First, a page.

To reflect its new direction, United changed its logo and aircraft livery and incorporated the design and color scheme in its employee uniforms, ground equipment and corporate signage. Before the turbulent era passed, United's parent company was forced by a major investor group to divest itself of its non-airline subsidiaries. UAL Corporation once again became involved exclusively in air transport operations.
In 1978, the U.S. Congress passed the Airline Deregulation Act and airlines were free to compete for passenger and freight business in an open market. Seven years later, the Civil Aeronautics Board went out of existence and air mail contracts - -the last regulatory domain of the CAB - - also were opened to free-market competition.
As the 20th century drew to a close, United redefined itself. Now operating in a deregulated environment, the company inaugurated service to Europe and South America and expanded its number of Pacific Rim destinations. United also adopted a new livery and logo befitting a global airline. Most important, United established its Employee Stock Ownership Plan, creating the world's largest majority employee-owned company in the world.
New Image for a New Airline...
As United entered the last decade of the 20th century, it took on an exciting, new image -- a growing, global airline. On Jan. 5, 1990, the company received U.S. government approval to serve Paris from Chicago and Washington, D.C., and, soon after, launched Newark-Tokyo service. By year's end, a series of bold moves left no question about United's plans for unparalleled expansion.
In just nine days in October 1990, the company placed the largest aircraft order in commercial aviation history -- $22 billion dollars -- and announced its purchase of Pan American's U.S. routes to London. At the same time, the U.S. government approved United's long-standing application to serve Tokyo from Chicago and granted an exemption to permit service to Madrid from Washington Dulles.
By the end of 1991, United was serving Amsterdam, Berlin, Madrid and Munich. In 1992, Caracas, Buenos Aires, Rio de Janeiro, Sao Paolo and other South American cities became United destinations. Stephen Wolf that year relinquished the airline presidency, remaining as chairman and CEO. Executive Vice President John Pope became president and chief operating officer.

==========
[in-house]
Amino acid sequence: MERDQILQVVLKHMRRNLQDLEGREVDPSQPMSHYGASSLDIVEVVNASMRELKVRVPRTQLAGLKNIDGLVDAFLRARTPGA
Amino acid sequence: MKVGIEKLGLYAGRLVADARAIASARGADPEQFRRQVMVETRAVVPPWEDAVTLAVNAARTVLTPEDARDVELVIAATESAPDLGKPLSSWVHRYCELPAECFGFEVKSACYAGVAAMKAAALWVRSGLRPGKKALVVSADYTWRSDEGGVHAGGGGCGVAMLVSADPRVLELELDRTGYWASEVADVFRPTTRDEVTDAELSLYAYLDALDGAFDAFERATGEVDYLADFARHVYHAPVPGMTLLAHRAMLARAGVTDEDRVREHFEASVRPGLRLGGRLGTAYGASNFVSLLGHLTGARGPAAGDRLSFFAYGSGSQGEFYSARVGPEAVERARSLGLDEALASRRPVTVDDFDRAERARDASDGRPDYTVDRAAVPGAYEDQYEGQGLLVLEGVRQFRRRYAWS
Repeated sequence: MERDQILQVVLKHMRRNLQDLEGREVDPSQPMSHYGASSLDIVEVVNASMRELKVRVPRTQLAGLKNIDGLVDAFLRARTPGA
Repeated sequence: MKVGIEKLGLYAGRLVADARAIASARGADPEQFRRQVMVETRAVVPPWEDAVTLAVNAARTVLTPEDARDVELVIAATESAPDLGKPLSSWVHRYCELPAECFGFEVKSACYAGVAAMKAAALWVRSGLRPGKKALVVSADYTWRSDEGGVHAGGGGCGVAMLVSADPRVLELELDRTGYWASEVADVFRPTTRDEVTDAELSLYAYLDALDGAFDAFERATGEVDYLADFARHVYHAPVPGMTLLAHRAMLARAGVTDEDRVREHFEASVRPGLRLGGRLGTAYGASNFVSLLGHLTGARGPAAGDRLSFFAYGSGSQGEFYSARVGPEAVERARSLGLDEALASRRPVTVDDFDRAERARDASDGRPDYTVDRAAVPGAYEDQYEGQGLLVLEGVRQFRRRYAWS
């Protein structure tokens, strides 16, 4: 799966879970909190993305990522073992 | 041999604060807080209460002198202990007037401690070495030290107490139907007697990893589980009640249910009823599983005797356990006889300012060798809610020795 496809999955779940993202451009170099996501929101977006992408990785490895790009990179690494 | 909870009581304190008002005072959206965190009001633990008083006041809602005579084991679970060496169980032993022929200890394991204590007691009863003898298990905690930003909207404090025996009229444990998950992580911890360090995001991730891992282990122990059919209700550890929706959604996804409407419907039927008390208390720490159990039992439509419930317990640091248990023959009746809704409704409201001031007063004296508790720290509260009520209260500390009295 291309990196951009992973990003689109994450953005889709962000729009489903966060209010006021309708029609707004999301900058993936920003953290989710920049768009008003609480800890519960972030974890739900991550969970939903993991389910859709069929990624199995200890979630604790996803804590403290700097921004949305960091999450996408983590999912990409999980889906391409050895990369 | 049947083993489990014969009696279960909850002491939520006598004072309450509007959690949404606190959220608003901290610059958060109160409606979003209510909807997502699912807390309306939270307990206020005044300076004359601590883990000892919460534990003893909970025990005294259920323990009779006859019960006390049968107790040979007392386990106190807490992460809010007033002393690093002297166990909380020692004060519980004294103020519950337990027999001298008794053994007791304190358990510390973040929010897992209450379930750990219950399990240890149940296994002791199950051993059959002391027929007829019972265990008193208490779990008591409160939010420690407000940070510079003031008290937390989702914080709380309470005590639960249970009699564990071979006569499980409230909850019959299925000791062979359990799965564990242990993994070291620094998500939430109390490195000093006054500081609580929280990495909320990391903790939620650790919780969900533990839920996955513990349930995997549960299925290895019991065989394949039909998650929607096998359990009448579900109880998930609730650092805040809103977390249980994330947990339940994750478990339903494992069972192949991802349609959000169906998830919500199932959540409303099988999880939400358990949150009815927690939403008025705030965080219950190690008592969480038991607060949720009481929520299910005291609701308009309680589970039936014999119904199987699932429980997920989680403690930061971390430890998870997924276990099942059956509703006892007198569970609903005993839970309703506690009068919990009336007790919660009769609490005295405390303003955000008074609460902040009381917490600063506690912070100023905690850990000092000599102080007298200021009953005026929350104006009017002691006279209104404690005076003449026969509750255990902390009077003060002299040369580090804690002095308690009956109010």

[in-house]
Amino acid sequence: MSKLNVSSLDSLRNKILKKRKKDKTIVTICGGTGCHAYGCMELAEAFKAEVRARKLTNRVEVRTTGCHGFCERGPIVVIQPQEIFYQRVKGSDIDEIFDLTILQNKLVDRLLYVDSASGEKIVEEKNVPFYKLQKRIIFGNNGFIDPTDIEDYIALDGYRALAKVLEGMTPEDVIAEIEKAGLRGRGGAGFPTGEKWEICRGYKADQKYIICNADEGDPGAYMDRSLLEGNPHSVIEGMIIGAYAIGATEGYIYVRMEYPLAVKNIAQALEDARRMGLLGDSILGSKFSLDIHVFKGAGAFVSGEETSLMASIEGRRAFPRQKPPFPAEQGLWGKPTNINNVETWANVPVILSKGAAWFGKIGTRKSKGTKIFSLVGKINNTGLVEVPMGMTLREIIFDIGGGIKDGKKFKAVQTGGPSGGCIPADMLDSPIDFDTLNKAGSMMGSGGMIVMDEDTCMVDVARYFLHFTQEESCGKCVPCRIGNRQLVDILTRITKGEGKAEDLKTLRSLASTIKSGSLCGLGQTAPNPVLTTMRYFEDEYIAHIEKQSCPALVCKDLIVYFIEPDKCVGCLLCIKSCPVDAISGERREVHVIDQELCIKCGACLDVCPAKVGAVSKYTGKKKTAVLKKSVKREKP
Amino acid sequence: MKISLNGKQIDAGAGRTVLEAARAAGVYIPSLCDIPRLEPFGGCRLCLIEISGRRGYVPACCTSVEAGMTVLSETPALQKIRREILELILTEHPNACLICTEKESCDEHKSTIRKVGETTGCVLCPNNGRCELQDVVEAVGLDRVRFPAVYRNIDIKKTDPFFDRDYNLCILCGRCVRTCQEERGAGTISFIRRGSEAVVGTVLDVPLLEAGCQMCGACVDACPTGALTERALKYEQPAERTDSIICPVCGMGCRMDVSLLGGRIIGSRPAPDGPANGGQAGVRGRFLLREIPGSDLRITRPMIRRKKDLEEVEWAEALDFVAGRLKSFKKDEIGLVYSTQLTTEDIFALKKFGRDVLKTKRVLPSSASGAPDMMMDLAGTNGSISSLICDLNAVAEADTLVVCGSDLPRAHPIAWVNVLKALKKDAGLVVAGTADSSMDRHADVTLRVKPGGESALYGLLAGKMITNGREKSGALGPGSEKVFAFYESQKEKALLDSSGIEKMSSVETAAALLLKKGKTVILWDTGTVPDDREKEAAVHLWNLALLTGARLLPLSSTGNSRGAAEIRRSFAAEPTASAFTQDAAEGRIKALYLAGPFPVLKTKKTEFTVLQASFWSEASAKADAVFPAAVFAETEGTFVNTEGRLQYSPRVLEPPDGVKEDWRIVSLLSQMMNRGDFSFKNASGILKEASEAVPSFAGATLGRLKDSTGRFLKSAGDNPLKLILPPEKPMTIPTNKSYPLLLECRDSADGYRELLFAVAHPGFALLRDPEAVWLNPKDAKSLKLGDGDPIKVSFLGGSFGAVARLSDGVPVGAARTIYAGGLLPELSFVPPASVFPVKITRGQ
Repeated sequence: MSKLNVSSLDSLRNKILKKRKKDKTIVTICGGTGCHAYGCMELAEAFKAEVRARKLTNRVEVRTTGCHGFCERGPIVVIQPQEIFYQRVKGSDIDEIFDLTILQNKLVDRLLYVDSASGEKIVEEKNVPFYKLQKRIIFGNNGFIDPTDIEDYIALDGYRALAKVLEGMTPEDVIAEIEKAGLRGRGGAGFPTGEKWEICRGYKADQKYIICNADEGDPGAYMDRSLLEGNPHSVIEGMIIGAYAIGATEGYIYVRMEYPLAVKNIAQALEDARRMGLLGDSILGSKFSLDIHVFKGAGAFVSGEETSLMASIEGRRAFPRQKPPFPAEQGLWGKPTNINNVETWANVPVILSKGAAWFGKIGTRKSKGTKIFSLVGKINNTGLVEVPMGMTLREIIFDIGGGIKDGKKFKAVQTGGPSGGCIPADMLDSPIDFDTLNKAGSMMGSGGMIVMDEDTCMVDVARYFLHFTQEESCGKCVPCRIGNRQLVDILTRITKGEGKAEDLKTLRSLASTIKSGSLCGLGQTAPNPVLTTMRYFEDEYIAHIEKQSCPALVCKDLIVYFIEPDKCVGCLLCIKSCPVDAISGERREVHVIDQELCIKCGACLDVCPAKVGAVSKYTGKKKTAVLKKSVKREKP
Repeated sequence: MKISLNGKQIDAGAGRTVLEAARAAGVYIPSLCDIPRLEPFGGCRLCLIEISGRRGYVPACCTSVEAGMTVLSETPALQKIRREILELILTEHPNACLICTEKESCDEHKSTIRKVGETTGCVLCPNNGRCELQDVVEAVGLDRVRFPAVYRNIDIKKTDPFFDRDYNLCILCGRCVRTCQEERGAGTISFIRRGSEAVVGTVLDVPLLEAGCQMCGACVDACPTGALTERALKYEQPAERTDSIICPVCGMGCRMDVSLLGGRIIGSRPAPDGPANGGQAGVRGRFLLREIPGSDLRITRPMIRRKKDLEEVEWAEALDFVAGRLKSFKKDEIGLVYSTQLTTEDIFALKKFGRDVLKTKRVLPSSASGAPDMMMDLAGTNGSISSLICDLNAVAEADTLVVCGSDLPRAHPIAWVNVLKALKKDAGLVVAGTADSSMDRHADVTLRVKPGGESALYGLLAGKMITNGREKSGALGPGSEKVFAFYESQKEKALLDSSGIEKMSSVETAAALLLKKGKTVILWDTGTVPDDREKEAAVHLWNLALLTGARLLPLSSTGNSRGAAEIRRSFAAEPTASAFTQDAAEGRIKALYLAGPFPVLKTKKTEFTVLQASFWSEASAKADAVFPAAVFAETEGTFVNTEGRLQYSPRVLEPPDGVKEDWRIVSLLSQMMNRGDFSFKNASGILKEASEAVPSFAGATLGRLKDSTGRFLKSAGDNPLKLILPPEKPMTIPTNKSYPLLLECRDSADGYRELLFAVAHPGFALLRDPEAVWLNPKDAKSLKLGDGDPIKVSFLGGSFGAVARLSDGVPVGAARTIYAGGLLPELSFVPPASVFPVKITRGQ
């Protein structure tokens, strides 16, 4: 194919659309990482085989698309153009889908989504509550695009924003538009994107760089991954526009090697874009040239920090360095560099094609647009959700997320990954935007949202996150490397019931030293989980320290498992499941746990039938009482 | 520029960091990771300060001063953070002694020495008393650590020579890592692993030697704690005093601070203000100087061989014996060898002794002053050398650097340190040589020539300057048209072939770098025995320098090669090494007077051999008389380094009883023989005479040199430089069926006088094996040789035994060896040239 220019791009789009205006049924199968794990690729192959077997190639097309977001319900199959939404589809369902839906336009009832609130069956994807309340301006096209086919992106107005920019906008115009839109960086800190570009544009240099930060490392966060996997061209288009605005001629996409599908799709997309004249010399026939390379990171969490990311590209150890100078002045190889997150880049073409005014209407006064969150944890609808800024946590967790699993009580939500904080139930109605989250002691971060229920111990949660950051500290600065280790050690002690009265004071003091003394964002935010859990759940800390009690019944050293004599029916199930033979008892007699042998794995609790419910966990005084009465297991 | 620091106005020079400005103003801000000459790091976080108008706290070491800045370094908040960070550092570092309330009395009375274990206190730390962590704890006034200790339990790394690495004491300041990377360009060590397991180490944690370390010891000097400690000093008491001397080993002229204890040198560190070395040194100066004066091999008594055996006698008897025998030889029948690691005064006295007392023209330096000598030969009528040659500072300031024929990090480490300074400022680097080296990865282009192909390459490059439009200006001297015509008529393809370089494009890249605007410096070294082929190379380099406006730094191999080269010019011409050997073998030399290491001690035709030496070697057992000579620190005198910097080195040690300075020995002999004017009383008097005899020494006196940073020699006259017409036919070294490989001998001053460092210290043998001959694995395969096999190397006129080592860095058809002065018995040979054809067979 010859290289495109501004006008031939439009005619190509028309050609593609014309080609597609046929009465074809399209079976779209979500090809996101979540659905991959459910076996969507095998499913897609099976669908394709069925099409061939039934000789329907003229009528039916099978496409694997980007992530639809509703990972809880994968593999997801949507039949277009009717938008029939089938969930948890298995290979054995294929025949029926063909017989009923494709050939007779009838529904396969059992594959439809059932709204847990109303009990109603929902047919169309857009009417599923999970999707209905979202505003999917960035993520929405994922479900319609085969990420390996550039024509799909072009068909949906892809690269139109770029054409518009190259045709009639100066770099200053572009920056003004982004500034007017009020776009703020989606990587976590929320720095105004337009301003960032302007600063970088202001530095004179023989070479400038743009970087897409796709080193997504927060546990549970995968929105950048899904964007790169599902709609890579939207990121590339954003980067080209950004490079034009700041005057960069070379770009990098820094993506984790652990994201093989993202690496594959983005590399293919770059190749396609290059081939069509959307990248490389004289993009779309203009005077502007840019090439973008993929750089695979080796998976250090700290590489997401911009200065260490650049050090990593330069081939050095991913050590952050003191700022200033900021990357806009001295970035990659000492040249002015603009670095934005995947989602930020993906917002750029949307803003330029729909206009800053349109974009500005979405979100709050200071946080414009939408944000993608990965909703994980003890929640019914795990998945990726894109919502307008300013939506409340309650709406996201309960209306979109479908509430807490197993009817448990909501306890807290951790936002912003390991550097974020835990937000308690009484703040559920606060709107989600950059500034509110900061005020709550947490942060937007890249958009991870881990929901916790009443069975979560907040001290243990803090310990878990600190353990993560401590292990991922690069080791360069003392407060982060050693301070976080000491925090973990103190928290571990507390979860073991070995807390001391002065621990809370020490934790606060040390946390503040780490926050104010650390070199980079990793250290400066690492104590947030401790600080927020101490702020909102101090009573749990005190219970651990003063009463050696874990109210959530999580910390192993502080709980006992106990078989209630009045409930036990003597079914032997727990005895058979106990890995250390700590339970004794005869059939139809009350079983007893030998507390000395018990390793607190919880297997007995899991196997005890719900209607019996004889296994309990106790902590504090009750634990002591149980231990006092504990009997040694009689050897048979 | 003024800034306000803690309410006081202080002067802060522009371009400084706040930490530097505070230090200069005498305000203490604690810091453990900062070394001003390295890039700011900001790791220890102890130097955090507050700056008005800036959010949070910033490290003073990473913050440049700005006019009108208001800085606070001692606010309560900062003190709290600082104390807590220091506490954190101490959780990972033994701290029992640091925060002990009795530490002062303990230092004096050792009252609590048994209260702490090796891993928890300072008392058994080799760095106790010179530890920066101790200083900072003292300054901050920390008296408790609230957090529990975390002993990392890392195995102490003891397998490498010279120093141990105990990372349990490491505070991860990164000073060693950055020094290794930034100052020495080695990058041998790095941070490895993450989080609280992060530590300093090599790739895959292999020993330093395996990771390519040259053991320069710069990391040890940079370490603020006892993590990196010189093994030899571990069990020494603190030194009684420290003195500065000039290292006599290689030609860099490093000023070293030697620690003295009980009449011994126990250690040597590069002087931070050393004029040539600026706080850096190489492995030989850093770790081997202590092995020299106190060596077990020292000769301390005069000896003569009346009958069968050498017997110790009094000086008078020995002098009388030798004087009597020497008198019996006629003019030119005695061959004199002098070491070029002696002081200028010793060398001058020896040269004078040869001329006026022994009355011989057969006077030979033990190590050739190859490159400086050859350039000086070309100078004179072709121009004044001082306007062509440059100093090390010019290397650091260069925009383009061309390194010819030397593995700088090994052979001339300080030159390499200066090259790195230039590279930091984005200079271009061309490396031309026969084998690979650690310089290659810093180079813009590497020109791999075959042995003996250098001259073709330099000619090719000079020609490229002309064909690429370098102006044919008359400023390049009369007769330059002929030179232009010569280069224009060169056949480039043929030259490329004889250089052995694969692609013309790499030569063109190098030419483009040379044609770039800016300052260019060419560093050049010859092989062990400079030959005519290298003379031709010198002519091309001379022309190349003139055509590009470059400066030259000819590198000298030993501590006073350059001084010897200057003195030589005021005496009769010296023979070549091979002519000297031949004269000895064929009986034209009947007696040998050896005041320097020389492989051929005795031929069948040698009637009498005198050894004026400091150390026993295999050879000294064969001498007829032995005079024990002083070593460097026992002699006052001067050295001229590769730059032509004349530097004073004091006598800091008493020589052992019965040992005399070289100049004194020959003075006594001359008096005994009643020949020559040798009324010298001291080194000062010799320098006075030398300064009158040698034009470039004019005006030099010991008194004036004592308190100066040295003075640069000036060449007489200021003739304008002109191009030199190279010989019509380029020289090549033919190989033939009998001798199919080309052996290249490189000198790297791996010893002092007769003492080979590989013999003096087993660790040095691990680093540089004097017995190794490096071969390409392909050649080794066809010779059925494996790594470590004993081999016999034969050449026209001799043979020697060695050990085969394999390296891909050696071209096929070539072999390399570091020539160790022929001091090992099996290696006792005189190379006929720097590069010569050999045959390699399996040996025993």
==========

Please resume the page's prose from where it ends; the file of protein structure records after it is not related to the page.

The picture started to change in 1991 as fuel prices rose to record highs in the aftermath of the Persian Gulf crisis and a number of low-cost, no-frills carriers came on the competitive scene. UAL Corporation reported a record net loss of $332 million in 1991 and set a new, more dismal record in 1992: a net loss of $957 million.
United began 1993 by introducing a new gray, navy and red livery for its aircraft and new employee uniforms to project a more global image. But in response to the company's poor financial performance, senior management quickly switched gears to a strategy of stringent cost containment. A hiring freeze, the grounding of older aircraft and the sale of 15 of United's flight kitchens contributed to a $400 million reduction in operating expenses that year, but it was not enough.
The company proposed a significant change in labor costs and began months of intense negotiations with employee unions. The negotiations produced agreements in mid-December with the Air Line Pilots Association and the International Association of Machinists. On Dec. 22, 1993, the UAL board approved a proposal for 54,000 employees to exchange portions of their salaries and benefits for UAL stock, paving the way for the creation on July 12, 1994, of the largest majority employee-owned company in the world.
As it flew toward the new millennium, United continued to lead commercial aviation. With the establishment of its ESOP (Employee Stock Ownership Plan) in July 1994, United becme the largest employee majority-owned corporation in the world. Shuttle by United, launched later that year, competed successfully against a new wave of low-cost carriers. The Star Alliance global partnership United formed in 1997 with four international carriers continued to grow and expand United's reach. United focused on improving its service by developing a new Customer Satisfaction Philosophy for employees. For the first time since 1965, the company departed from its familiar "friendly skies" advertising slogan, replacing it with the word "'Rising."
When employee groups took ownership of a majority of the company's stock, they entered uncharted waters. The only thing that was immediately clear was that the old culture would be out of place in the new environment.
On July 12, 1994, Stephen Wolf and two key officers of UAL Corporation, along with United Airlines President John Pope, stepped down from their positions. Also on that date, Gerald Greenwald was elected chairman and CEO of UAL Corporation and United; and John Edwardson was named airline president